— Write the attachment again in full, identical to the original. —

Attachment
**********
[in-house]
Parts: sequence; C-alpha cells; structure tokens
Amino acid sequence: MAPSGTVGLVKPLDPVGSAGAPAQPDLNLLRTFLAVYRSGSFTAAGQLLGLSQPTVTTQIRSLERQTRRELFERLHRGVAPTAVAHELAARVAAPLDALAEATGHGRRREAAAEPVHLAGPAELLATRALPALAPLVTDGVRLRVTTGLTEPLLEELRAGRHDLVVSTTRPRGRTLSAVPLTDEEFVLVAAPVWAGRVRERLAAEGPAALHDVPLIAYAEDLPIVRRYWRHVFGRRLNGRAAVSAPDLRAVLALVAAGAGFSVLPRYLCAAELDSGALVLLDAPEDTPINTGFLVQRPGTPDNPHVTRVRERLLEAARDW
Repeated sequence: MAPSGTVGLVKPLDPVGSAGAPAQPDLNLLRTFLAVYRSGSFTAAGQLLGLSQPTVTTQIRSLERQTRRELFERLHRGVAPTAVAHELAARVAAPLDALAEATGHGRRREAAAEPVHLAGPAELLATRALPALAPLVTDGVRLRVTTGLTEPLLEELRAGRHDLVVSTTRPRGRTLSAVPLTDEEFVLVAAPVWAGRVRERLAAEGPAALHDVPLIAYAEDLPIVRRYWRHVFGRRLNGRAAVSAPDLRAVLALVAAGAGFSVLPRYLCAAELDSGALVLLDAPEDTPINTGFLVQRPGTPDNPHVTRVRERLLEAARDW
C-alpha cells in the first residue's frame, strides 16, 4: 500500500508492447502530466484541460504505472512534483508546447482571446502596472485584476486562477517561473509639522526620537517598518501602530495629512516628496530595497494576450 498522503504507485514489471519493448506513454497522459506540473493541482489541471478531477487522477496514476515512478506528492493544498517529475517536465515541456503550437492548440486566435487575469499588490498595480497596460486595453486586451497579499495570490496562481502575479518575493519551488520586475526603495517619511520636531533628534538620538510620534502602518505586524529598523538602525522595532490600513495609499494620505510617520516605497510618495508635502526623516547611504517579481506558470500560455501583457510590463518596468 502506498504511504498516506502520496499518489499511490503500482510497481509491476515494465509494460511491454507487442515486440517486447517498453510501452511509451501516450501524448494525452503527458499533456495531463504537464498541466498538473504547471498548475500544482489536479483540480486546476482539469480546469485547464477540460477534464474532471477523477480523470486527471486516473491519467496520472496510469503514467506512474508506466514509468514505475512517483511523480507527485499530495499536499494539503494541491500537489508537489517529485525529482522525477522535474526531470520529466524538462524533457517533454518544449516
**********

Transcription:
[in-house]
Parts: sequence; C-alpha cells; structure tokens
Amino acid sequence: MAPSGTVGLVKPLDPVGSAGAPAQPDLNLLRTFLAVYRSGSFTAAGQLLGLSQPTVTTQIRSLERQTRRELFERLHRGVAPTAVAHELAARVAAPLDALAEATGHGRRREAAAEPVHLAGPAELLATRALPALAPLVTDGVRLRVTTGLTEPLLEELRAGRHDLVVSTTRPRGRTLSAVPLTDEEFVLVAAPVWAGRVRERLAAEGPAALHDVPLIAYAEDLPIVRRYWRHVFGRRLNGRAAVSAPDLRAVLALVAAGAGFSVLPRYLCAAELDSGALVLLDAPEDTPINTGFLVQRPGTPDNPHVTRVRERLLEAARDW
Repeated sequence: MAPSGTVGLVKPLDPVGSAGAPAQPDLNLLRTFLAVYRSGSFTAAGQLLGLSQPTVTTQIRSLERQTRRELFERLHRGVAPTAVAHELAARVAAPLDALAEATGHGRRREAAAEPVHLAGPAELLATRALPALAPLVTDGVRLRVTTGLTEPLLEELRAGRHDLVVSTTRPRGRTLSAVPLTDEEFVLVAAPVWAGRVRERLAAEGPAALHDVPLIAYAEDLPIVRRYWRHVFGRRLNGRAAVSAPDLRAVLALVAAGAGFSVLPRYLCAAELDSGALVLLDAPEDTPINTGFLVQRPGTPDNPHVTRVRERLLEAARDW
C-alpha cells in the first residue's frame, strides 16, 4: 500500500508492447502530466484541460504505472512534483508546447482571446502596472485584476486562477517561473509639522526620537517598518501602530495629512516628496530595497494576450 498522503504507485514489471519493448506513454497522459506540473493541482489541471478531477487522477496514476515512478506528492493544498517529475517536465515541456503550437492548440486566435487575469499588490498595480497596460486595453486586451497579499495570490496562481502575479518575493519551488520586475526603495517619511520636531533628534538620538510620534502602518505586524529598523538602525522595532490600513495609499494620505510617520516605497510618495508635502526623516547611504517579481506558470500560455501583457510590463518596468 502506498504511504498516506502520496499518489499511490503500482510497481509491476515494465509494460511491454507487442515486440517486447517498453510501452511509451501516450501524448494525452503527458499533456495531463504537464498541466498538473504547471498548475500544482489536479483540480486546476482539469480546469485547464477540460477534464474532471477523477480523470486527471486516473491519467496520472496510469503514467506512474508506466514509468514505475512517483511523480507527485499530495499536499494539503494541491500537489508537489517529485525529482522525477522535474526531470520529466524538462524533457517533454518544449516